For streamers the big concern is latency. You may ask what is it? Simply defined, latency is the time it takes to get from here to there.

Now to put it in the context for streaming, it is the time content leaves the source and is played out by the intended audience. For sports, low latency is desirable and necessary. Nobody wants someone knowing about a sports play before anybody else, even if we are talking minutes.

An example of very bad latency was in the 1973 film The Sting. The gambling house knew the results of the horse race before the bets were placed. Yes, that is not good nor desirable.

For streamers, latency develops as the content passes through devices on its transport to the audience.

Let’s consider a simple audio file. First, it is played out, then the audio is processed, and next it is encoded with metadata. Then the file is sent through the network switches and routers out to the internet.

Depending on your connection, the packets may make some additional stops before reaching the CDN, which then transcodes the packets and streams them to the audience’s network connection and finally to your audience.

Yes, this takes time!

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Because of this time, the audience can hear a delay. It is noticeable, especially if they are comparing the stream to over-the-air content. The trick is to get the amount of latency down to the point of acceptance.

To try to lessen the inherent delay, you can use the Softvelum Low Delay Protocol (SLDP). This is a last-mile delivery protocol.

Whether you are encoding an RTMP, SRT, RTSP, NDI, MPEG-TS, HLS, Icecast or SHOUTcast stream, the SLDP protocol at the player side will pass the content to the audience with sub-second delay. SLDP is supported by modern browsers that support Media Source Extensions (MSE).

SLDP is proprietary and must be decoded with a free HTML5 player and dedicated mobile application. A custom mobile app experience can be created by subscribing to a mobile specific SDK.

The SLDP protocol also allows for synchronized playback across devices, ensuring that all members of your audience are viewing the same media at the same time. This can be incredibly important for second screen usage at live events or for any kind of real-time broadcast that both low-latency and consistent experience are important.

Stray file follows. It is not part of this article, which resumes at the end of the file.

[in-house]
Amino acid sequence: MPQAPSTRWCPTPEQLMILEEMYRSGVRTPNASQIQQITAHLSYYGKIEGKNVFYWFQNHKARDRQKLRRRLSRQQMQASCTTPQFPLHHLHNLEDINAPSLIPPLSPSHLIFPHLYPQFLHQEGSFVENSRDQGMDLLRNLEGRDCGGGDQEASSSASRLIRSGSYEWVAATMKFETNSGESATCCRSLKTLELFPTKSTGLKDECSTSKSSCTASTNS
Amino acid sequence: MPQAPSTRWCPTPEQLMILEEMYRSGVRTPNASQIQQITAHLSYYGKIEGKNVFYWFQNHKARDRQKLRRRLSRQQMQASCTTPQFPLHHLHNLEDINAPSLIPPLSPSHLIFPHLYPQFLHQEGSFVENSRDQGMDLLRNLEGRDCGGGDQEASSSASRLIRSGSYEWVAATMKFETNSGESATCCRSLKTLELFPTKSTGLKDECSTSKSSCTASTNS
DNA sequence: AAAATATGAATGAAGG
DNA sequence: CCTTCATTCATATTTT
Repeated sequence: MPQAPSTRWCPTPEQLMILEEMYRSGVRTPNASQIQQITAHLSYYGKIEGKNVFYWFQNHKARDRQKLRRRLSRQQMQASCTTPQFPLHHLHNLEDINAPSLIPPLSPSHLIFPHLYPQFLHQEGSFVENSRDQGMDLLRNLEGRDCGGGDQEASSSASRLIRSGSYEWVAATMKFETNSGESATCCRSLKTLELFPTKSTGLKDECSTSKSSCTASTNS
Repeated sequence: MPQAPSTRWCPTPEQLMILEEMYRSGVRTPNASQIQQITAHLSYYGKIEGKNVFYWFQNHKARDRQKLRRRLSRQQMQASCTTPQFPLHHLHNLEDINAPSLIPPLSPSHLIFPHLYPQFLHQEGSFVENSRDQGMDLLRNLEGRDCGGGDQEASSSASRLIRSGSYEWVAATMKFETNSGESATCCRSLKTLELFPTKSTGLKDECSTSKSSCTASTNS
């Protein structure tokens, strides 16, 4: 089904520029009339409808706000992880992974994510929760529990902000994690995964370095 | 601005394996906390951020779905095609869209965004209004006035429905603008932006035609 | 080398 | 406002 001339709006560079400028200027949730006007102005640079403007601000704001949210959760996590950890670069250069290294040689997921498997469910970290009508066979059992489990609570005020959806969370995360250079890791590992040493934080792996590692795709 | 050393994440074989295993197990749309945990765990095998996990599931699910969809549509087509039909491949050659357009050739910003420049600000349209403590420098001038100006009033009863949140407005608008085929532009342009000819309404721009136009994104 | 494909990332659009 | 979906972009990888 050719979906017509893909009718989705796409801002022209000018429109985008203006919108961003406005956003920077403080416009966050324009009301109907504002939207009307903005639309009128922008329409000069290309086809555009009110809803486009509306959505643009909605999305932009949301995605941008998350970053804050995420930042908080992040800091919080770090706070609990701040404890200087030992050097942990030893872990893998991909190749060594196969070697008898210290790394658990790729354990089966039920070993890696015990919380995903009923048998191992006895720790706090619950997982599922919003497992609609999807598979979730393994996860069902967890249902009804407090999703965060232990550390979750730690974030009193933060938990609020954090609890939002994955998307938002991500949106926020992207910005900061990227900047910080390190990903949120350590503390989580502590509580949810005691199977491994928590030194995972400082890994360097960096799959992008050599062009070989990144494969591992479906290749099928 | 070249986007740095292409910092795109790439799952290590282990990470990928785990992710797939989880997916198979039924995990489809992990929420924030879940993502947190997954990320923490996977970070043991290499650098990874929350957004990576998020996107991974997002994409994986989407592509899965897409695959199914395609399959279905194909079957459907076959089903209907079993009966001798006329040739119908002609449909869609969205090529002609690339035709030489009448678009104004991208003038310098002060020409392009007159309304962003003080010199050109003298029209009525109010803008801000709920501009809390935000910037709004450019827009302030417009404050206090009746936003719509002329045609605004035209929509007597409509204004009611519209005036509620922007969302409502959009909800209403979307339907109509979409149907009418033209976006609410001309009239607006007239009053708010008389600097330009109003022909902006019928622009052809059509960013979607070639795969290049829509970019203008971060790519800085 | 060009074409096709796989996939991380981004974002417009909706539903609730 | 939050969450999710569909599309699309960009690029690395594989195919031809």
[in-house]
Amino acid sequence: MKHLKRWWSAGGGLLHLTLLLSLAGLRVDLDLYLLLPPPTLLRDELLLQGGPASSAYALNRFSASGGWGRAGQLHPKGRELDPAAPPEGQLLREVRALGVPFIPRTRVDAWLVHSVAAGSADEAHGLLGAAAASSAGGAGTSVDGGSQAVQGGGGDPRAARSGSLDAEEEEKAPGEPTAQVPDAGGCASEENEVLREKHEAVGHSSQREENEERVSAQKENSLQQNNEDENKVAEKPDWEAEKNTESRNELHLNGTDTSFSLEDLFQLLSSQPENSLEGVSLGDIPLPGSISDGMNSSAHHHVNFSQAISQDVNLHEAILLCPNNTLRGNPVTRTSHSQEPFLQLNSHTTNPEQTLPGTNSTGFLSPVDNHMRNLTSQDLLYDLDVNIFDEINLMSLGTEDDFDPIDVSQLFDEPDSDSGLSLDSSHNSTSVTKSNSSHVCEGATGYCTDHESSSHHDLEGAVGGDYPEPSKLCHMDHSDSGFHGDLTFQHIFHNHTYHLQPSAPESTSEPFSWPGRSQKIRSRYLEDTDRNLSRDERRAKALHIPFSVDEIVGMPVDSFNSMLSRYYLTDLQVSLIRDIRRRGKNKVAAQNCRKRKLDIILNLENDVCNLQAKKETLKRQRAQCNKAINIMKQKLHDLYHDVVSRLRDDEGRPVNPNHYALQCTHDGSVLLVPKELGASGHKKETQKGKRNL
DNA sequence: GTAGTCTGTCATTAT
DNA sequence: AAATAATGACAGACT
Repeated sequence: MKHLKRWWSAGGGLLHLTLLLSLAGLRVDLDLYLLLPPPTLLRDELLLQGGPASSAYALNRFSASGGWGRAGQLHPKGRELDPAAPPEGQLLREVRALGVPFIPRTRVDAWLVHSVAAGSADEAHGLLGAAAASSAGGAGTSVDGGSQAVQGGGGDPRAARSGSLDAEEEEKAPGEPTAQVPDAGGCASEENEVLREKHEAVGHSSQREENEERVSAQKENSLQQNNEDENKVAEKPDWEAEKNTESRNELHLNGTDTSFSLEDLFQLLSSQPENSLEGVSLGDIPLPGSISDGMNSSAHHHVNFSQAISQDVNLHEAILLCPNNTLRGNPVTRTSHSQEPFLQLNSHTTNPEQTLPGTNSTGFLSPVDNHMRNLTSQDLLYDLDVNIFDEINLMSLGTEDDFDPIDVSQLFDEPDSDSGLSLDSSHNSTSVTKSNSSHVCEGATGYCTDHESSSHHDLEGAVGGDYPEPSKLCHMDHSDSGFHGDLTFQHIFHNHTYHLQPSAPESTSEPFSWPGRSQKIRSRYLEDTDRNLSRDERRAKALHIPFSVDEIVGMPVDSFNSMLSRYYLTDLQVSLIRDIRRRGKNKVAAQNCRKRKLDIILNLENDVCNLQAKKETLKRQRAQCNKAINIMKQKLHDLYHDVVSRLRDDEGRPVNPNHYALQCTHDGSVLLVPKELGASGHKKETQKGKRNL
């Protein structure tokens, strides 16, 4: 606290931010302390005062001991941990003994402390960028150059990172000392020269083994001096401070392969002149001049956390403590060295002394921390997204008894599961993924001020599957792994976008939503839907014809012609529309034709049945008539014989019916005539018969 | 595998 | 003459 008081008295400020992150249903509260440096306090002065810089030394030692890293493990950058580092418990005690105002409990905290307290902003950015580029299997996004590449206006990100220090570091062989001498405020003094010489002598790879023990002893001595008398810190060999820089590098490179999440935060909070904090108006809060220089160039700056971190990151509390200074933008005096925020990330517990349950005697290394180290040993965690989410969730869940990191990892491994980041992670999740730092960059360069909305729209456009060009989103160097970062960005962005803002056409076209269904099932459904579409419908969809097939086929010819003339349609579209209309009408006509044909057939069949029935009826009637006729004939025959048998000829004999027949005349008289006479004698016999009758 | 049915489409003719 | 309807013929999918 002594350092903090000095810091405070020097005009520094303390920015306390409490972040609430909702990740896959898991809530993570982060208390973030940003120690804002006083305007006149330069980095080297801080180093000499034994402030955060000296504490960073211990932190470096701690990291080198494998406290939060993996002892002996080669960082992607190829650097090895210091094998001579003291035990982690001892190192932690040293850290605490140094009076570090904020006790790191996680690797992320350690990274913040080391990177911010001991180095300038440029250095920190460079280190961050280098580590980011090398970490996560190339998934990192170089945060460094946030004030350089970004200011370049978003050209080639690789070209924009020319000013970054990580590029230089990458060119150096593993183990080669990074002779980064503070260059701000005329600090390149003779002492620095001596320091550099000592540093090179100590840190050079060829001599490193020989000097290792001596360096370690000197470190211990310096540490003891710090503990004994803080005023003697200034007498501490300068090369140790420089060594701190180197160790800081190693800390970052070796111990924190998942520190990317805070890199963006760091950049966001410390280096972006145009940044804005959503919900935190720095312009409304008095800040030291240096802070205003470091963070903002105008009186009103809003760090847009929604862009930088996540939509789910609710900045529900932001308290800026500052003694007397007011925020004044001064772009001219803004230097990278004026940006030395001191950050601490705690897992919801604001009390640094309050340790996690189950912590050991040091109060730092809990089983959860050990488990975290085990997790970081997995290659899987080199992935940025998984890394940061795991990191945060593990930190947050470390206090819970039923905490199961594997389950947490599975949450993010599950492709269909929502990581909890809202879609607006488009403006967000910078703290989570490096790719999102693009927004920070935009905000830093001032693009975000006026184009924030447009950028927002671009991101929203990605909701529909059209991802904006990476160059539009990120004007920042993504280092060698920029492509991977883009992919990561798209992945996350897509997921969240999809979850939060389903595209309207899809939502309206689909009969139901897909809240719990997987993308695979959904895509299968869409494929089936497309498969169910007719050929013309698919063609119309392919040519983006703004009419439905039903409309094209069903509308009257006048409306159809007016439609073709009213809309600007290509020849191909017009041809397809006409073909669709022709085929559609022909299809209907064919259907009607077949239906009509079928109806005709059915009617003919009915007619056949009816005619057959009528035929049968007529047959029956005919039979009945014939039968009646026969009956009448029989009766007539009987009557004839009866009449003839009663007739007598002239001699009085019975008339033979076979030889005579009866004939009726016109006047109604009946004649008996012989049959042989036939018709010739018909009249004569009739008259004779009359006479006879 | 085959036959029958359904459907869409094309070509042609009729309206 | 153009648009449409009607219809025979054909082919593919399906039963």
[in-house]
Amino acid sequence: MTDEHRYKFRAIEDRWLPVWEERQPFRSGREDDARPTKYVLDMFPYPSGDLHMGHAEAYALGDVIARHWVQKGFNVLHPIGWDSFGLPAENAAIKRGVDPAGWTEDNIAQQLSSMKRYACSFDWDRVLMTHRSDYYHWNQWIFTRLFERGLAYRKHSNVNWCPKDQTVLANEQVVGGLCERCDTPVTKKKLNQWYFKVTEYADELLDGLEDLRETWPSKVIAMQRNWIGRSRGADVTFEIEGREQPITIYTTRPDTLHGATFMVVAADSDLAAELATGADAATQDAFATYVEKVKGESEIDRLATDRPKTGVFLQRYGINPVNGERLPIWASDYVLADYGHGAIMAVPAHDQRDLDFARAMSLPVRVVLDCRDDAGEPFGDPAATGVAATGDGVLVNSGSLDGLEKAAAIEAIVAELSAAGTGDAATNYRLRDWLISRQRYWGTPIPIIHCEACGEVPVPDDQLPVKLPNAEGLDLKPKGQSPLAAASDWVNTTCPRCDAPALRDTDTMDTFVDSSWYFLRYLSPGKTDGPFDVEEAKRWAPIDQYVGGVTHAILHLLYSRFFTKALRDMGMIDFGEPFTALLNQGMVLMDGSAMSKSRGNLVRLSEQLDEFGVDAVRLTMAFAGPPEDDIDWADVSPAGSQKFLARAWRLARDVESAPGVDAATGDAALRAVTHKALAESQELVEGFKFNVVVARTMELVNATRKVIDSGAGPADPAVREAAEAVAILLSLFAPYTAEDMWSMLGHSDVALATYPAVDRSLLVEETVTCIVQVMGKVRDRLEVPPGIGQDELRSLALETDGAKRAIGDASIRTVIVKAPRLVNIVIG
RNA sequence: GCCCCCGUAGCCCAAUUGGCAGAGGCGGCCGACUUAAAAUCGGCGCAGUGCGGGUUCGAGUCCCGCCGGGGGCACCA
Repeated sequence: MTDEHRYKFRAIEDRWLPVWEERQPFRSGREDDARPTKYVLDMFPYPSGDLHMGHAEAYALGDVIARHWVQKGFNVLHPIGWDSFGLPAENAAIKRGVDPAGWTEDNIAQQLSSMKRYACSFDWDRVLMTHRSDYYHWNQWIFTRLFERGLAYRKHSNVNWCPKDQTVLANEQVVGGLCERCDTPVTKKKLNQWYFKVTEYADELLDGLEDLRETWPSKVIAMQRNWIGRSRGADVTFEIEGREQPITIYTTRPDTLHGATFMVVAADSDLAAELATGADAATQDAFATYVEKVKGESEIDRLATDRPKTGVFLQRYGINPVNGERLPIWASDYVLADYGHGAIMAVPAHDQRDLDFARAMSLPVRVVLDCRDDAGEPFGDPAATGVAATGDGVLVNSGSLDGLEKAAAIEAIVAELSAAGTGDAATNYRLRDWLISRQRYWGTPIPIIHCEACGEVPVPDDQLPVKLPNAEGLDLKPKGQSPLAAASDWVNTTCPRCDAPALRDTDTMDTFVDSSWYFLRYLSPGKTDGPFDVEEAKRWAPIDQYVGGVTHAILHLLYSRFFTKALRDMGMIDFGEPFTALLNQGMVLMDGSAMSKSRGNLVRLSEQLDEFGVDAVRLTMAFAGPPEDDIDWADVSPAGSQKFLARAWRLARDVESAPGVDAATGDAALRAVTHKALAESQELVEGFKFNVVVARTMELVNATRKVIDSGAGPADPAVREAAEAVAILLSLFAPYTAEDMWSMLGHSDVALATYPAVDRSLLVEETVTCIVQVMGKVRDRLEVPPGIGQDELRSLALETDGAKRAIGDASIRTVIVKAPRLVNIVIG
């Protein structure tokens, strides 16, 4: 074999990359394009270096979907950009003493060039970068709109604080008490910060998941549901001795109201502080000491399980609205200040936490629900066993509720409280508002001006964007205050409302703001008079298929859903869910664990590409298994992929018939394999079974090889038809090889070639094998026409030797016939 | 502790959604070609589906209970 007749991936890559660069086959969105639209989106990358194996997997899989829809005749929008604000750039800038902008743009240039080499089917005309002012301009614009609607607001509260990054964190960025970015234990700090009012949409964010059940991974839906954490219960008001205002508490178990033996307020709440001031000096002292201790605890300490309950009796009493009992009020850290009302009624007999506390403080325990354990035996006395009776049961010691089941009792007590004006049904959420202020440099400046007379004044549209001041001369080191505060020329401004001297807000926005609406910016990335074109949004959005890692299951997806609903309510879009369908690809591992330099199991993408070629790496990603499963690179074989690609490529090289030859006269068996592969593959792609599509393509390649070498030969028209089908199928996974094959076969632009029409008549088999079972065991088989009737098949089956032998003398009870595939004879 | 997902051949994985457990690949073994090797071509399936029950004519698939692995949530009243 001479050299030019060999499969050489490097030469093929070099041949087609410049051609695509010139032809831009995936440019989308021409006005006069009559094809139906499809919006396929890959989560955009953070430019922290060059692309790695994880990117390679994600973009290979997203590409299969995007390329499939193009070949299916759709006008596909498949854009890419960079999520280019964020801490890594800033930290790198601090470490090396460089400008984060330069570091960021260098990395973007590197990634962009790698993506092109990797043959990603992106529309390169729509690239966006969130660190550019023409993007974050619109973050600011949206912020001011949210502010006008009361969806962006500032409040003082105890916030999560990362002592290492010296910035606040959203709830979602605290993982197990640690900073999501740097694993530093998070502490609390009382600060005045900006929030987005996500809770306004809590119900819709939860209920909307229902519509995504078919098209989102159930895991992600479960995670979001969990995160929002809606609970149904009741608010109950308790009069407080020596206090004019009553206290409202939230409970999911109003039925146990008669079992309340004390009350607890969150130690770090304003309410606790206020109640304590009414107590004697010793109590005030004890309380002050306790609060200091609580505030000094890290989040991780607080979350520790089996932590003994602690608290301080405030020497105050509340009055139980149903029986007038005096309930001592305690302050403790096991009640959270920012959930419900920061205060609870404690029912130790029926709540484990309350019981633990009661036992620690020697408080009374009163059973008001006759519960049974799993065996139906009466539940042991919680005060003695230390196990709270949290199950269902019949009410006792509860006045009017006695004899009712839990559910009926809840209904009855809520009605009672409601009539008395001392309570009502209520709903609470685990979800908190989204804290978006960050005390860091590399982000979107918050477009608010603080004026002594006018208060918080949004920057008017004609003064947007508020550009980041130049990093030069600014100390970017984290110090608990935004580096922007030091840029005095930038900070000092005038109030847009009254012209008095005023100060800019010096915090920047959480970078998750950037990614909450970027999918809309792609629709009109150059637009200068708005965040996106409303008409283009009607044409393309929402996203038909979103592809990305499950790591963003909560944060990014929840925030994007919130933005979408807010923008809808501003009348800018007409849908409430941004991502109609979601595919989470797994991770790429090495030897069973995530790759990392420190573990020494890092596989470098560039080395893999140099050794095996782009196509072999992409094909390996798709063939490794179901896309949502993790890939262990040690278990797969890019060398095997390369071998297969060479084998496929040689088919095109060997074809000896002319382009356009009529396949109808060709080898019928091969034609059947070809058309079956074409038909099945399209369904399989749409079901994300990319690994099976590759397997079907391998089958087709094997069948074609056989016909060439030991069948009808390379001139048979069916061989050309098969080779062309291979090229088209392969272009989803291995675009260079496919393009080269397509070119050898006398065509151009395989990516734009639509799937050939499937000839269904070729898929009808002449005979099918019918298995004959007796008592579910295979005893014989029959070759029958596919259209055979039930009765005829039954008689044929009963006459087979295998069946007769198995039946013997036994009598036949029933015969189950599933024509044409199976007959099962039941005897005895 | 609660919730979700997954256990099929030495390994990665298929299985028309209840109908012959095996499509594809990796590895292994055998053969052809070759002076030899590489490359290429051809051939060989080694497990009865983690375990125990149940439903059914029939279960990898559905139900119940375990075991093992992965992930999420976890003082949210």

With sports as a key example again, imagine two viewers in a room together watching on their own devices, both getting 1- to 2-second delays, but with one about half a second ahead of the other. Each exciting play or devastating mistake spoiled for the other viewer as the quicker of the two reacts first.

Synchronized low-latency not only gives your audience a great experience compared to traditional over-the-air broadcast, but also ensures you maintain the shared experience that would otherwise be lost when viewing streamed content.

Another way is to use WebRTC, which stands for Web-based Real Time Communications. WebRTC operates very similarly to SLDP, but the issue with this Google-developed open-source solution is there is not a standard implementation. Different services are not deploying it in the same way.

WebRTC is fast. A real-time latency could be below 500 milliseconds. WebRTC is also supported by many browsers and is native to iOS.

According to StreamGuys the advantage of SLDP is the standardization of deployment.

According to Eduardo Martinez, director of technology for StreamGuys, “When you use a purpose-built protocol for ultra-low latency streaming you can significantly cut down on the delay inherent in traditional segmented streaming protocols.”

When it comes to streaming of events, mainly sports and breaking news, the audience will not tolerate high latency. In this world of multiple streams, the streamer does not want to be slower than an over-the-air broadcast. To quote Tom Petty, the waiting is the hardest part.

The author is a consultant who has held technical broadcast and streaming positions for companies like Entercom and CBS Radio. He is co-chair of the AES Technical Committee for Broadcast and Online Delivery and chair of the Metadata Usage Working Group of the National Radio Systems Committee. Contact him at [email protected] or 845-634-6595. His commentaries are a recurring feature at

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